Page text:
Mega Loads and Bug Fungus

This week on Terra Informa we go from Mega Loads to mini pesticides, and a round up of the week’s biggest Canadian environmental news stories. Myles Curry talks to Northern Rockies Rising Tide  about the transportation of Tarsands MegaLoads through pristine wilderness on sketchy roads. Rebekah Rooney brings us a science short on the use of a peculiar fungus as an alternative insecticide. And of course we start the show off with our weekly examination of Canada’s environmental news headlines.

 

Community Resistance to the Tarsands Mega Loads

Download this week’s show.

Environmental News

In Alberta an army of 600 workers has been deployed to prevent the spread of the mountain pine beetle. The Alberta Government is spending 15 million dollars on the effort, aims to cut and burn trees already infested in an effort to kill larvae.

Vancouver Sun, Whitecourt Star



Vancouverites will be banned from throwing kitchen scraps in the trash at the end of next year, organic waste will be diverted to composting facilities by way of separate green bins for each household. Most metro Vancouver cities plan to cut garbage collection to once every  two weeks, with organic waste collection every week.

Vancouver Sun, BC Local News


In Toronto, a team of scientists has published compelling evidence for a link between man made global warming and an increase in heavy rainfall. A second study from the UK, also published this week corroborates the Canadian scientist’s findings. They found that recent increases in dramatic deluges cannot be explained by natural fluctuations alone and that the probability of heavy downpours grew by 7 percent in the second half of the twentieth century and the chance of large floods doubled under the human influenced model.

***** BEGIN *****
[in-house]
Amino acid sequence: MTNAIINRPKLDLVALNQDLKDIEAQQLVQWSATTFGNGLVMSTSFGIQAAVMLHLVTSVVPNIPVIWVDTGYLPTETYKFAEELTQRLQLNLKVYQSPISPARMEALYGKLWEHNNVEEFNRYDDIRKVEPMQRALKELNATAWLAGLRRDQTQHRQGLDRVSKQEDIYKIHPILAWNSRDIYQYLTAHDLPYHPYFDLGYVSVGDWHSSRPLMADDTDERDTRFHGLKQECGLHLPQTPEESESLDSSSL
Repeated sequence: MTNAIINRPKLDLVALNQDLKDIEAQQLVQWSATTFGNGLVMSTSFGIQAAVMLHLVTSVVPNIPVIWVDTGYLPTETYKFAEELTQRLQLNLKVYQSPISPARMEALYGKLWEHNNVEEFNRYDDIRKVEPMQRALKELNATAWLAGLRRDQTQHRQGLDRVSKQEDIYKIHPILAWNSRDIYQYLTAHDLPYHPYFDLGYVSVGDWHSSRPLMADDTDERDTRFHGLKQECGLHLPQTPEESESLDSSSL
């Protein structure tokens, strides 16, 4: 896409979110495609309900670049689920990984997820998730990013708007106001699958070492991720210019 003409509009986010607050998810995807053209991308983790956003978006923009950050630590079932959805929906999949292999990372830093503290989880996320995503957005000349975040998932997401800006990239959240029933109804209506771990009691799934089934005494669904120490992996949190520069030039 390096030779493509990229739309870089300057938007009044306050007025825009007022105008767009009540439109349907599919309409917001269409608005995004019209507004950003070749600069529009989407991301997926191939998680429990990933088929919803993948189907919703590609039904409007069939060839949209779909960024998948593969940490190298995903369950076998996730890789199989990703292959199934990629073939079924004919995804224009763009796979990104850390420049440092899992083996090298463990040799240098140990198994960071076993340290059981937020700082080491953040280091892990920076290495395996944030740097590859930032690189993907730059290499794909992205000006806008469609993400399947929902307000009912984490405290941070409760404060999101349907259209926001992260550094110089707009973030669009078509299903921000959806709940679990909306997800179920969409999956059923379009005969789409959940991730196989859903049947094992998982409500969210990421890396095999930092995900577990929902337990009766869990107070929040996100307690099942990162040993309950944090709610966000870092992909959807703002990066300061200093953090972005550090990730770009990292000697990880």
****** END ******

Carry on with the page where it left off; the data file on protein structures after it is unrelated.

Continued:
Washington Post, Scientific America, Time blogs



In Quebec, the provincial government has signed a draft accord on investment and development of the mining industry with the Government of India, the accord covers the mining of asbestos. Critics have accused Quebec of exporting a product unacceptable to Canadians for the sake of rejuvenating an old mine and the jobs it brings. A group of investors has asked the Quebec government for a guaranteed loan of 57 million dollars to expand the mine and boost production for export.

AOL News, Rediff



The controversial seal hunt began last week. Animal rights activists have vowed to document and photograph the hunt in detail, and use the photos in their campaign in Europe against Canada’s seal products. A group of European countries has already slapped a ban on such products from Canada, prompting the federal fisheries minister Gail Shea to announce that Ottawa will be seeking intervention against the ban from the World Trade Organisation.

The Globe and Mail, Montreal Gazette, CBC

Local Campaigns: Tarsands Mega Loads

Correspondent Myles Curry brings us another edition of Local campaigns this week, but its local defined in a new way. In this edition Myles talks to a organizer in the American North West who is mobilizing communities against, and bringing media attention to a not so well known extension of the tarsands- the Tar sands Mega Loads. For more on what the mega-loads are, how they connect to the tarsands and what communities are doing in resistance, here is Myles with this weeks edition of Local Campaigns.